ARTICLE: How Best to Confront the Bully: Should Title IX or Anti-Bullying Statutes be the Answer? Skip over navigation
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Copyright (c) 2005 Duke Journal of Gender Law & Policy
Duke Journal of Gender Law & Policy

ARTICLE: How Best to Confront the Bully: Should Title IX or Anti-Bullying Statutes be the Answer?

Spring, 2005

Duke Journal of Gender Law & Policy

12 Duke J. Gender L. & Pol'y 53


Susan Hanley Kosse* and Robert H. Wright**


I. Introduction
This article examines liability for peer-on-peer sexual harassment in the context of bullying under Title IX and state anti-bullying laws. Part II describes the persistent problem of bullying in school and its extremely harmful effects on students. Part III explores the background of Title IX and the evolving law regarding peer-on-peer harassment. Part IV proceeds to summarize state anti-bullying laws, while Part V analyzes which legal approach, Title IX or anti-bullying statutes, is best to protect children from peer-on-peer sexual harassment at school. The article then argues that both Title IX and anti-bullying statutes are necessary to protect our children because Title IX does not cover those forms of harassment that do not fit the definition of sexual harassment or are not of adequate severity. Despite the importance of anti-bullying statutes, many currently existing statutes are flawed because they are too deferential to local schools. The article concludes by offering practical suggestions to legislatures when drafting anti-bullying statutes.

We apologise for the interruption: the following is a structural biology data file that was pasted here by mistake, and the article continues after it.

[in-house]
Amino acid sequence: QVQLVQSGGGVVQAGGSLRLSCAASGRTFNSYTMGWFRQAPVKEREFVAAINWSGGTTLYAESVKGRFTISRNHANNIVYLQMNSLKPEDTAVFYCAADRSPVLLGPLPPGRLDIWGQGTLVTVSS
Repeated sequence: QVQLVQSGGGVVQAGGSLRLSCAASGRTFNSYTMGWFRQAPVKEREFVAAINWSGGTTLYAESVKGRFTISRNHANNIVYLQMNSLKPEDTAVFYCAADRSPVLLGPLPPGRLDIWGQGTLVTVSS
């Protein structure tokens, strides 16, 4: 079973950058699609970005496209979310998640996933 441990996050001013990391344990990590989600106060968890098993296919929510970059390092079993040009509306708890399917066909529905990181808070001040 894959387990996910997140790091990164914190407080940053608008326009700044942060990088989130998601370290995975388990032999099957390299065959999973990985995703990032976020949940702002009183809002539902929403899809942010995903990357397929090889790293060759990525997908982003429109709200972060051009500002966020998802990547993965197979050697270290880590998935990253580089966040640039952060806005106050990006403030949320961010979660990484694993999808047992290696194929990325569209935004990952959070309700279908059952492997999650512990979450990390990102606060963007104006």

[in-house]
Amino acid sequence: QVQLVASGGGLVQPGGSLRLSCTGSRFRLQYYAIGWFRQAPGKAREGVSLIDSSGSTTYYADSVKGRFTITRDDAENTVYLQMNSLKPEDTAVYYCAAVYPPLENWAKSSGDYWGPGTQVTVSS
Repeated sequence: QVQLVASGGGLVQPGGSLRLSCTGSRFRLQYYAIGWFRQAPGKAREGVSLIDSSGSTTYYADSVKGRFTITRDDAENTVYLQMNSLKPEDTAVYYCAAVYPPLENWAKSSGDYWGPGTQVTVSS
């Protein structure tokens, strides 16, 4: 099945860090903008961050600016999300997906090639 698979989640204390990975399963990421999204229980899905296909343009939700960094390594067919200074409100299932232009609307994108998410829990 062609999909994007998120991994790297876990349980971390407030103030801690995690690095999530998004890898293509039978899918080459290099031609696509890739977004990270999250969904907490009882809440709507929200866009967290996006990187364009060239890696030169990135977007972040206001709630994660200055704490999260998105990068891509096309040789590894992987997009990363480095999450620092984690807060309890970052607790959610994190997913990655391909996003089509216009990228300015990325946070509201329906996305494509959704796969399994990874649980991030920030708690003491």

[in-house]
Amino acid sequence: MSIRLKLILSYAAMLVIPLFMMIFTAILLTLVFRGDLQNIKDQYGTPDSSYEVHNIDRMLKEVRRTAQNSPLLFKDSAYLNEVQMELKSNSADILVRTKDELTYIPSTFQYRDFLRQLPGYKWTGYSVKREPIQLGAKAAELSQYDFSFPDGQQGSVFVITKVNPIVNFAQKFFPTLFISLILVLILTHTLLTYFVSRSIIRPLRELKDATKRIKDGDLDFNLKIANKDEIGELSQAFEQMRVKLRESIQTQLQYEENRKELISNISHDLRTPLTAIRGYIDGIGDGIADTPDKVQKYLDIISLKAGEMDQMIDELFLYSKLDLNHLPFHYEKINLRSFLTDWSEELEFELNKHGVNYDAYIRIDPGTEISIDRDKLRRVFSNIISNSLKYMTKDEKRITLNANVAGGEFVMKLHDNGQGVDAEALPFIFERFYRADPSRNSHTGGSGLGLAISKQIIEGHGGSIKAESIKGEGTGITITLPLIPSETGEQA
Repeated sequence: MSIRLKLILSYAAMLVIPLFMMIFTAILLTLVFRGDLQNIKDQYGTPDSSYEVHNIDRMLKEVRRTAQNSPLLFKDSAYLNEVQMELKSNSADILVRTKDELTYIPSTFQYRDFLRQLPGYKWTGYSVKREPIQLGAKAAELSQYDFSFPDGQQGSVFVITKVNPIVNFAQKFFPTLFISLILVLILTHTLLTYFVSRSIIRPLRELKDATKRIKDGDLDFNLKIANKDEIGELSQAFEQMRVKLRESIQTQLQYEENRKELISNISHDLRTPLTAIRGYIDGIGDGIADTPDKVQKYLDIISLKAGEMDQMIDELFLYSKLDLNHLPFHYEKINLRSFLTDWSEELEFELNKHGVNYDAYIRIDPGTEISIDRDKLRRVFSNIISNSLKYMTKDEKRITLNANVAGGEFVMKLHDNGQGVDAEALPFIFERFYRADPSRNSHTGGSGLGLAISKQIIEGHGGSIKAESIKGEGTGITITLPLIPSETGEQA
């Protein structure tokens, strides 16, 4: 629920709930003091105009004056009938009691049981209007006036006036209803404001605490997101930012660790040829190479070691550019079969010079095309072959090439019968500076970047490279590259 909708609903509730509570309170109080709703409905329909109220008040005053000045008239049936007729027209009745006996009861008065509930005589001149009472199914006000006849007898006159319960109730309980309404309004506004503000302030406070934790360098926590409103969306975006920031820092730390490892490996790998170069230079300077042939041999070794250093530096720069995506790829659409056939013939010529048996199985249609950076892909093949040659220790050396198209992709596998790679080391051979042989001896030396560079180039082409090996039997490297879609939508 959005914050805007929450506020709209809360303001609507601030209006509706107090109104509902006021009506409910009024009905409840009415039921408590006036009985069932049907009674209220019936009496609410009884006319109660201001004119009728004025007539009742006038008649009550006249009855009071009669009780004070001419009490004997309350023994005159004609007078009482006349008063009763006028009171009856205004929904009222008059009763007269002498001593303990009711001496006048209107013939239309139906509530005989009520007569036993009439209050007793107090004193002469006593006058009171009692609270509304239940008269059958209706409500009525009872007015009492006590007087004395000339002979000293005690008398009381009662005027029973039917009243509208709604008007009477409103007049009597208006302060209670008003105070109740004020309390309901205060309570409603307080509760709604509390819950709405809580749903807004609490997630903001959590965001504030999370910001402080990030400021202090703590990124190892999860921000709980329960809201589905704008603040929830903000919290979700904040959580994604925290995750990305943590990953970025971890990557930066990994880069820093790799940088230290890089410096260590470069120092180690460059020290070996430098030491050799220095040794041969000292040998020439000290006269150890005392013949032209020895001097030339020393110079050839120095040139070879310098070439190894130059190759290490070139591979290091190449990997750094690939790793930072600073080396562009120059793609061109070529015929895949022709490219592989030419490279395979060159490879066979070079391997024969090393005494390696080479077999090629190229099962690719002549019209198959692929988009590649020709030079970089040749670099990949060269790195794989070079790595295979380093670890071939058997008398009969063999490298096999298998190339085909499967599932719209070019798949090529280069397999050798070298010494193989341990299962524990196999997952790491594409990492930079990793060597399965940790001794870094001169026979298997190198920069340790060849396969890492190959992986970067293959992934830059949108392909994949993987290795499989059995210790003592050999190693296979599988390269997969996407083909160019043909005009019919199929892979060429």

II. Bullying in the Schools

There is another kind of violence, and that is violence by talking. It can leave you hurting more than a cut with a knife. It can leave you bruised inside. 2
Bullying, one form of student-on-student harassment, is a major problem for schools today. Although an exact definition of bullying is difficult to ascertain, bullying in this article means "when one child or group of children repeatedly picks on another child - often one who is seen as weaker and more ...
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